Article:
Ukraine calls on EU to anchor it to the West

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Ukraine’s envoy to the European Union pleaded for the EU to sign an Association Agreement to anchor his country to the West if next month’s parliamentary elections are shown to be free and fair.

Ambassador Kostiantyn Yelisieiev said his country was making efforts to be “as open as possible” and to convince the EU that it deserves support.

“If we sign the Association Agreement, we will stop the discussion whether Ukraine is going East or West. This will be the point of no return,” the diplomat said told journalists in Brussels on 19 September.

Elections are scheduled on 28 October with 225 members of parliament to be elected by party list, and 225 in majority districts.

The Ambassador said that 700 observers from OSCE’s Office for Democratic Institutions and Human Rights (ODIHR) will be on the ground. Of them, 600 are short-term, and 100 are long-term, meaning that they oversee also the campaign. Overall, 5,000 monitors will participate and the upcoming ODIHR mission will be the most ambitious in the history of the organisation, he said.

'Very much open'

Yelisieiev noted that Russia only invited 200 observers to monitor its presidential election earlier this year.

“We are very much open. There are no limitations whatsoever. It’s up to the monitors to choose any region they would like to visit,” he said.

Yelisieiev specified that at least four parties were bound to pass the 5% barrier and enter the parliament: the ruling Party of Regions of President Viktor Yanukovich; the United opposition (former Prime Minister Yulia Tymoshenko’s Batkivschyna in coalition with the Front for change of Arseniy Yatsenyuk); the UDAR party of boxer Vitaliy Klychko, who in the envoy’s words has increased its support to 11-12%; and the Communists.

He said two parties were close to the 5% threshold, but still under it: Svoboda, which he called “radical-nationalistic”, and the liberal Ukraine – Forward!, the party of Nataliya Korolevska which managed to engage world-known football player Andriy Shevchenko.

Asked if he expected the elections to be recognised as free and fair, since the imprisoned Tymoshenko was denied registration as an election candidate, Yelisieiev said her supporters were free to vote for her political force. He even said such a situation could even motivate more people to vote for her.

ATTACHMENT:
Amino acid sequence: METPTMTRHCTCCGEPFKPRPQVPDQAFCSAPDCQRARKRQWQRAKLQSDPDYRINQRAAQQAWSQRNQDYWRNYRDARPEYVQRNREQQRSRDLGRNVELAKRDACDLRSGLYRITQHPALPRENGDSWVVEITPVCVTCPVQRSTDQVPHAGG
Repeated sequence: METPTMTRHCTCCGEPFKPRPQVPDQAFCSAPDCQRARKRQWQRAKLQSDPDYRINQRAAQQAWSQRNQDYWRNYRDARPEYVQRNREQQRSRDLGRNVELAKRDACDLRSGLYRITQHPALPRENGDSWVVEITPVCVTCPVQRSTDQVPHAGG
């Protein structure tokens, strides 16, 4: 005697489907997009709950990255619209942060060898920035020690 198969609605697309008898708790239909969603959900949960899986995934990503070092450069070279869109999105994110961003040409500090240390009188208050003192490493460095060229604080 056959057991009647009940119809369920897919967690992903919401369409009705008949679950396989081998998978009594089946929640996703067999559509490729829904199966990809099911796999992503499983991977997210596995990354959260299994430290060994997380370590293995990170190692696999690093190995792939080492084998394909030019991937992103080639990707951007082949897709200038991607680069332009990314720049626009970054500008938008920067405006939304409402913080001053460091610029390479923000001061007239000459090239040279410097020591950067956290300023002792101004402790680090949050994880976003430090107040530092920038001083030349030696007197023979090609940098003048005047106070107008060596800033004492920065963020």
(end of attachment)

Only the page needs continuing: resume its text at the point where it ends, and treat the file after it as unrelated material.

Yelisieiev also voiced frustration that there was a risk that no EU-Ukraine summit would be held this year. Normally such summits take place once a year. Last year’s summit was held in December in Kyiv. He also admitted that at this stage, it was impossible to say what could be the agenda of such summit.

“The EU doesn’t have a strategy with Ukraine,” the diplomat said.

A high price for keeping distance from Russia

In his effort to convince news media of the pro-European positions of his government, Yelisieiev said Ukraine is paying dearly its refusal to join a Moscow-backed customs union with Russia, Belarus and Kazakhstan.

Ukraine pays the highest price for Russian gas compared to the other countries. Ukraine imports about two-thirds of the gas it consumes from Russia, at a price of $425 (€340) per 1,000 cubic metres in the second quarter, up from $416 (€333) in the previous quarter.

Moscow has said it will cut the price for Ukraine only if Gazprom is allowed to buy into Ukrainian gas pipelines. Ukraine has so far refused to accept the trade-off.

The December 2011 EU-Ukraine Summit failed to initial the country's Association Agreement with the Union, largely due to the imprisonment of former Prime Minister Yulia Tymoshenko that Brussels sees as politically motivated.

The five-year long negotiations over the Association Agreement were concluded, but EU leaders made it clear that the deal would not be signed until improvements are made to the "quality of democracy and rule of law"

On 30 March, the Association Agreement was initialed. Although this is only a technical step before the official signature, the Commission said the move was important for "keeping the momentum" in relations with Kyiv.

The EU wants to keep Ukraine in its orbit at a time when Russia becomes more assertive with its neighbours and invites Ukraine to join its Customs Union with Belarus and Kazakhstan, as well as the so-called Eurasian Union. However, Brussels insists that it would not compromise on "core EU values".

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